“Coffee is a language in itself.”—Jackie Chan
It looked charming from the outside. I had been told that it served delicious coffee.
“The two-mile walk required to get here had better be worth the effort,” was all I could think as John and I entered through the beaded front entry.
The scent was heavenly. I was feeling hopeful. Several staff members warmly greeted us in French.
As my husband and I ordered our drinks, mocha for me, plain black coffee for him, I took in the environment. Beautiful and original artwork was tastefully hung throughout the dining area. A piano stood off in a corner area. Tables were arranged thoughtfully. I noticed a bar area, not in use at the time, was located across from the counter in which food/drinks were ordered.
On my right was a chalkboard menu written in French. Additionally, there was also another menu to my left. In front of me, below the cash register, was a glass case filled with a yummy array of foods–salads, yogurt parfaits, single-serving cakes, mini-pies, slices of quiche, muffins, and so forth.
The young man taking our order from behind the counter, Sebastian, was courteous and quickly switched to speaking English when he realized that we were Americans on vacation and, unfortunately, could not speak French. In fact, Sebastian began to ask us numerous questions that were genuinely curious. What brought us to New Brunswick? Was this our first time visiting Auberge D’Anjou? Did we like Petit-Rocher? He was most engaging and encouraged us to come visit the café often. In the meantime, he told us to choose where we would like to sit, and he would bring us our coffees when it was ready.
John and I chose seats on the wrap-around veranda. It was a delightful day. The bluebird sky had captured a few billowy-white clouds. There was a light breeze, and the temperature was quite comfortable, somewhere in the low 70s. A few other diners were also outside; however, we were there at an in-between mealtime, so there were not many.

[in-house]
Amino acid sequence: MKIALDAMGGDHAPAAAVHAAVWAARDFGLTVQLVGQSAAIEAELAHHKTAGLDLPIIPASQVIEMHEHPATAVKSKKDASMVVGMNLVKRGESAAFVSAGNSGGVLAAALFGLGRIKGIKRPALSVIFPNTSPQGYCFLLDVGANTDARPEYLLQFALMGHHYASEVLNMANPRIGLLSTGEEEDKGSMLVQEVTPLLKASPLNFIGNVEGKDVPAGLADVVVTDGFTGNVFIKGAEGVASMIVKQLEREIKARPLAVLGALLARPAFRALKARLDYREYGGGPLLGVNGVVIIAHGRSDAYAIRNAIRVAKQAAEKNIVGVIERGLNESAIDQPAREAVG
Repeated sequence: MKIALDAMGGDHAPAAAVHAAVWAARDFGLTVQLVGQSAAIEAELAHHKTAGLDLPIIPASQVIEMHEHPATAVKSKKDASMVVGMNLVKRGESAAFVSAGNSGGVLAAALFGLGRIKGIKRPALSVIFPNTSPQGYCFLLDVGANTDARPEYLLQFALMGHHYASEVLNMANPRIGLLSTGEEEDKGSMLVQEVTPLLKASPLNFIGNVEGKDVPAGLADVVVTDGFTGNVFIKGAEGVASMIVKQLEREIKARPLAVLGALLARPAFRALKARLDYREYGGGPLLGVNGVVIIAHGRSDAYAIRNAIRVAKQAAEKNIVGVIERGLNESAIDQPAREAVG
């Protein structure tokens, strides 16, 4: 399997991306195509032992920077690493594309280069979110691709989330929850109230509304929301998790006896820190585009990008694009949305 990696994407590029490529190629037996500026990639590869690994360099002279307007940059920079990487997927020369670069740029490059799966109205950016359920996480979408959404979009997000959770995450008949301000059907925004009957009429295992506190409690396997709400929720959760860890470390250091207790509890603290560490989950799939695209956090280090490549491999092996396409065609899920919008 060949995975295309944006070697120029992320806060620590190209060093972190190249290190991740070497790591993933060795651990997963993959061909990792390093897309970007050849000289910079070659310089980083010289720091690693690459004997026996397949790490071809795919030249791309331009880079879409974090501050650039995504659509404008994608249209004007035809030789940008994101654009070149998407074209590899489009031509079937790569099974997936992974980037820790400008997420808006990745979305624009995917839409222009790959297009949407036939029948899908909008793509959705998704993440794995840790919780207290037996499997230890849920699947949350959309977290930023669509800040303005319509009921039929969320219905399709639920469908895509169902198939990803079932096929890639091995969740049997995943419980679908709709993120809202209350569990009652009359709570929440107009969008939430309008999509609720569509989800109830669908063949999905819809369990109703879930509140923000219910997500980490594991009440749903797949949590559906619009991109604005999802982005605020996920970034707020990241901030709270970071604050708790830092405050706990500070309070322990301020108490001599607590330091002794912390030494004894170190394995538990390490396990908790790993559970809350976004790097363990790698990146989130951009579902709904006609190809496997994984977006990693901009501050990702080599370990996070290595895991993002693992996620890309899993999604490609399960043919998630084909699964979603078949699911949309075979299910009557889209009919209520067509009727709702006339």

Momentarily, Sebastian served us our coffees—each cup freshly made. No cardboard cups and with plastic lids here. Rather, our coffees were served in beautiful, boldly colored mugs that begged for fingers to wrap around them.
My mocha was truly a work of art. Never before had I ever experienced coffee so caringly created and served. I almost felt guilty attempting to sip it, so I waited a moment in order to savor and appreciate the craftwork of the barista. Later, to my surprise, she apologized for the mocha not turning out as beautifully as she had hoped! PLEEEEASE!!!
John and I sat, sipped our coffee, enjoyed quiet conversation, and soaked up what was shaping up to be a picture-perfect day. Sebastian appeared several times to check on us as well as answer any question we threw at him. When our coffee cups were finally empty, and the caffeine had fully kicked in, John and I continued on our walk around the harbor area of Petit-Rocher—just behind Auberge D’Anjou. In the end, John and I ultimately walked a total of five miles through this quaint, dear town.
Due to this positive experience, I returned, solo, to Auberge D’Anjou two more times during our stay in Petit-Rocher. Both times, I walked to and from the Café soaking in the French atmosphere and charming surroundings of Petit-Rocher. Also, I made it a point to try two different coffees: Cappuccino and a Latte. Much to my pleasant surprise, both of these coffees were just as tasty as my first mocha. Furthermore, both were created so picturesquely, I forced myself, once again, to sit and savor their image before I began consuming the contents of my mug.
I had hoped to return one evening for dinner as one staff member, Sole, shared the fact that if I would call in advance, the kitchen would prepare a spectacular gluten-free entree, salad, and dessert—just for me. With great detail, Sole described several dinner delights that sounding mouth-wateringly tasty. Unfortunately, it did not work out, and I sadly never made it for dinner. That said, given my positive experience with the care to which the staff pours (pun-intended) into their coffee, I could only imagine how wonderful their food must be.
Therefore, if you are visiting, vacationing, or happen to live near Petit-Rocher, I highly recommend a visit to Auberge D’Anjou. Additionally, they also happen to be an Inn, making it a convenient place to stay and eat! Auberge D’Anjou is centrally located in the heart of town and is only one block away from the Petit-Rocher harbor area. If you stop in, tell them Steph simply sent you!